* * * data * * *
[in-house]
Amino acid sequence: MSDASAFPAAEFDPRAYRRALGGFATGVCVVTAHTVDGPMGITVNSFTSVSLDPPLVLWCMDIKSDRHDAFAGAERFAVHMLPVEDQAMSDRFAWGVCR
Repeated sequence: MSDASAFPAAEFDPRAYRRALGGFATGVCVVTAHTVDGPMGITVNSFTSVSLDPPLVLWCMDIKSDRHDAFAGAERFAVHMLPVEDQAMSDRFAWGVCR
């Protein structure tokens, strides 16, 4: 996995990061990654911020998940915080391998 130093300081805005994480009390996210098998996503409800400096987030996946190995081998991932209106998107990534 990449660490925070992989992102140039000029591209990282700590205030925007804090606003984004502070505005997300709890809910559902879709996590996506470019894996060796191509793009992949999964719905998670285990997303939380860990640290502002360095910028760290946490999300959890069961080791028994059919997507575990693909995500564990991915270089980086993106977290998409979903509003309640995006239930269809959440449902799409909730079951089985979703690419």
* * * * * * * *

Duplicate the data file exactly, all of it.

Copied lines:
[in-house]
Amino acid sequence: MSDASAFPAAEFDPRAYRRALGGFATGVCVVTAHTVDGPMGITVNSFTSVSLDPPLVLWCMDIKSDRHDAFAGAERFAVHMLPVEDQAMSDRFAWGVCR
Repeated sequence: MSDASAFPAAEFDPRAYRRALGGFATGVCVVTAHTVDGPMGITVNSFTSVSLDPPLVLWCMDIKSDRHDAFAGAERFAVHMLPVEDQAMSDRFAWGVCR
């Protein structure tokens, strides 16, 4: 996995990061990654911020998940915080391998 130093300081805005994480009390996210098998996503409800400096987030996946190995081998991932209106998107990534 990449660490925070992989992102140039000029591209990282700590205030925007804090606003984004502070505005997300709890809910559902879709996590996506470019894996060796191509793009992949999964719905998670285990997303939380860990640290502002360095910028760290946490999300959890069961080791028994059919997507575990693909995500564990991915270089980086993106977290998409979903509003309640995006239930269809959440449902799409909730079951089985979703690419």